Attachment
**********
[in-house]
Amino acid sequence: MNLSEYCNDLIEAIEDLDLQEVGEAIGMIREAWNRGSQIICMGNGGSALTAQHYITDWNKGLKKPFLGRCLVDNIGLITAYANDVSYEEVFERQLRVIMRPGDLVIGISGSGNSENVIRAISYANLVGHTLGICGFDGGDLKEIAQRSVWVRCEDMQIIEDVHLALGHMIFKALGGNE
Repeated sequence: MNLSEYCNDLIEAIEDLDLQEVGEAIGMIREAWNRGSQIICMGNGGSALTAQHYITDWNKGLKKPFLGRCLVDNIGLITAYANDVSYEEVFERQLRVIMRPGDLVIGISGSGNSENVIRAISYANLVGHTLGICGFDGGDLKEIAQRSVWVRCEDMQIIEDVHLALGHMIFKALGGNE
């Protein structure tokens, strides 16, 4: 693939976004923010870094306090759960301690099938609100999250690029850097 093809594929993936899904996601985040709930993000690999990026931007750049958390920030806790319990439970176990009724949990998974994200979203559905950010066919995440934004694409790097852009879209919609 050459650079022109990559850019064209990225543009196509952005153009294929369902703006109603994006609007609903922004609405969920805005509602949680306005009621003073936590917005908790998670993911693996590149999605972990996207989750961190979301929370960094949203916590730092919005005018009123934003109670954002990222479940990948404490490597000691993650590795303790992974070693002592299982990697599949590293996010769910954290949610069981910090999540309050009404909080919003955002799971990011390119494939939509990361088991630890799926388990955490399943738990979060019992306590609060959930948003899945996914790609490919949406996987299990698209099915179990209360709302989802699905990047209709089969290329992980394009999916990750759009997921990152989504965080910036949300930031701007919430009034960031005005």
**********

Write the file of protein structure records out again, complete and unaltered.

[in-house]
Amino acid sequence: MNLSEYCNDLIEAIEDLDLQEVGEAIGMIREAWNRGSQIICMGNGGSALTAQHYITDWNKGLKKPFLGRCLVDNIGLITAYANDVSYEEVFERQLRVIMRPGDLVIGISGSGNSENVIRAISYANLVGHTLGICGFDGGDLKEIAQRSVWVRCEDMQIIEDVHLALGHMIFKALGGNE
Repeated sequence: MNLSEYCNDLIEAIEDLDLQEVGEAIGMIREAWNRGSQIICMGNGGSALTAQHYITDWNKGLKKPFLGRCLVDNIGLITAYANDVSYEEVFERQLRVIMRPGDLVIGISGSGNSENVIRAISYANLVGHTLGICGFDGGDLKEIAQRSVWVRCEDMQIIEDVHLALGHMIFKALGGNE
């Protein structure tokens, strides 16, 4: 693939976004923010870094306090759960301690099938609100999250690029850097 093809594929993936899904996601985040709930993000690999990026931007750049958390920030806790319990439970176990009724949990998974994200979203559905950010066919995440934004694409790097852009879209919609 050459650079022109990559850019064209990225543009196509952005153009294929369902703006109603994006609007609903922004609405969920805005509602949680306005009621003073936590917005908790998670993911693996590149999605972990996207989750961190979301929370960094949203916590730092919005005018009123934003109670954002990222479940990948404490490597000691993650590795303790992974070693002592299982990697599949590293996010769910954290949610069981910090999540309050009404909080919003955002799971990011390119494939939509990361088991630890799926388990955490399943738990979060019992306590609060959930948003899945996914790609490919949406996987299990698209099915179990209360709302989802699905990047209709089969290329992980394009999916990750759009997921990152989504965080910036949300930031701007919430009034960031005005």